Dr. Katrina Smith, associate professor of psychology, is no stranger to online teaching. She has worked with Reinhardt’s Professional Studies program since 2012 to design some of the first online classes offered. “I’ve taught online, asynchronous courses in psychology and research methods for years now, a couple times a year.” When the COVID-19 pandemic moved everyone out of the classrooms, Smith says, “my online teaching experience allowed me to make the transition with relatively few hiccups.”
Teaching online fulltime during the pandemic made Smith realize that “I LOVE teaching online!” It also left her wanting to know more about how to build the most effective online classes, and for that, she became an online learner - and turned to Reinhardt’s Center for Innovative Teaching and Engaged Learning (CITEL).
At the start of the pandemic, Smith says CITEL offered professional development to faculty through the Online Learning Consortium (OLC), with a program that provided tools and resources for teaching online. Smith decided it was an opportunity she could not pass up.
“There were 3 parts to that program,” says Smith, “a foundations course in online teaching, a mastery certificate in instructional design, and a final project with a mentor. Together, they completed a certificate in online teaching – all made possible by CITEL.”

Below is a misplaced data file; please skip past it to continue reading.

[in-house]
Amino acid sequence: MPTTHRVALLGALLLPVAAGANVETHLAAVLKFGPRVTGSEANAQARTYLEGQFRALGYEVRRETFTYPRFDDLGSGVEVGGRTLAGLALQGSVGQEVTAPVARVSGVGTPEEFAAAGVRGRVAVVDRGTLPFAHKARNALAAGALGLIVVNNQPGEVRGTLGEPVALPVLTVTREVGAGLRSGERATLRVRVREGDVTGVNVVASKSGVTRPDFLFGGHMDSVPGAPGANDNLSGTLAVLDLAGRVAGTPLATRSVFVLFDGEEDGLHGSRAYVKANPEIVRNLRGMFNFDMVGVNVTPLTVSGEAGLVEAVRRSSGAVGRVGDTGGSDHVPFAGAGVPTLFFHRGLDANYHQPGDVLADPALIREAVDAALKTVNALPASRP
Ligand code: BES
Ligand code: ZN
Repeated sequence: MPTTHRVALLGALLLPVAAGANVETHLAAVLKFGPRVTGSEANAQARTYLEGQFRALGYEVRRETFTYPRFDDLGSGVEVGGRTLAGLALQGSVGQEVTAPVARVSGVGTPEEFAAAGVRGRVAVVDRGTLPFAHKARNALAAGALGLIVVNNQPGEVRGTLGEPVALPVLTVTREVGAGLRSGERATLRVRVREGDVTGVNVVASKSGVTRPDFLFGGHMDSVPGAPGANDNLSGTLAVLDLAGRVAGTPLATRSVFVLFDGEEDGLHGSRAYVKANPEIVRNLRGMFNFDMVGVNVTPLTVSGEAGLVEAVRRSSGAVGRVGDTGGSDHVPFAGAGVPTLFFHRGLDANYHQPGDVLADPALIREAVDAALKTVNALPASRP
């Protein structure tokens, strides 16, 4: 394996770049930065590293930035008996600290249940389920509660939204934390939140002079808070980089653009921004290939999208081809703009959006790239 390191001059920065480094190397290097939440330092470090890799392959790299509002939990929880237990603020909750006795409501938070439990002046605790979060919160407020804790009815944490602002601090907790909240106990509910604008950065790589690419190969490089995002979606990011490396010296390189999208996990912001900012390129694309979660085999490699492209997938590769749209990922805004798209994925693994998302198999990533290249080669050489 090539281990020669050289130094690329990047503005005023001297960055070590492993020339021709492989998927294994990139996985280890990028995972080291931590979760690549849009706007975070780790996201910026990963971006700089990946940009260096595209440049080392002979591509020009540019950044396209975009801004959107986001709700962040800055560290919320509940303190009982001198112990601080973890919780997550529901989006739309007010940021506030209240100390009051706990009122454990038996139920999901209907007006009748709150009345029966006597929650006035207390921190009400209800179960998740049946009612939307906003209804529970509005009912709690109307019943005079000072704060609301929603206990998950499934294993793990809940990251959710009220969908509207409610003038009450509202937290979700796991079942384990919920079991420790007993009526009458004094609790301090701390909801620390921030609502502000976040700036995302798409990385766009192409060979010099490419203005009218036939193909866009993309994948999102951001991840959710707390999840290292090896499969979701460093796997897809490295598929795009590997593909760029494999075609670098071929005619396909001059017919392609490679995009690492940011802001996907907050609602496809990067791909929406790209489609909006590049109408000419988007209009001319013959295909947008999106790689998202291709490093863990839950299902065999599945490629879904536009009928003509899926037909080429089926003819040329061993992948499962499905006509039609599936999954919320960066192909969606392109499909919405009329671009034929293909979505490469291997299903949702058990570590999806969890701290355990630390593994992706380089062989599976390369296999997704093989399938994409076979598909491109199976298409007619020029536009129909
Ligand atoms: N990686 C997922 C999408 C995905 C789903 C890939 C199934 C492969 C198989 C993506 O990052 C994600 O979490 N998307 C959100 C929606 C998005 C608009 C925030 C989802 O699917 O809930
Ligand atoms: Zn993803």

Smith says Instructional design “just lights the fire in an area where I can be really creative.” She learned how to move a course into the online environment and increase student engagement. “I had to be willing to let go of literally everything I had ever done with teaching. To do this, you must be willing to start completely fresh. I wanted to meet the needs of this generation of learners using technology they can relate to.”
The overall experience changed her perspectives and beliefs, especially about building online communities. “This requires rethinking what you do and working on a new level. To step into that, I took everything I knew about teaching from my 25 years of experience, I turned it upside down, and I shook it hard. I restructured every course.” This was also the first time she experienced online learning from the learner’s perspective. “One instructor was absolutely phenomenal in terms of building a community of inquiry, but another instructor was not. I learned that you could have great material, but you can’t leave it in neutral. It was an experience I needed to have.”
Smith says she is very appreciative of her online opportunities. “I found them to be extremely valuable in enhancing the work that I can do online.” She also believes that online learning is an important skill for today’s students. “Students have a had a lifetime of learning face-to-face. They need to learn and build skills in a virtual world now.” She notes that many students are seeking online graduate programs and, for psychology students, virtual counseling and therapy is the future of the field.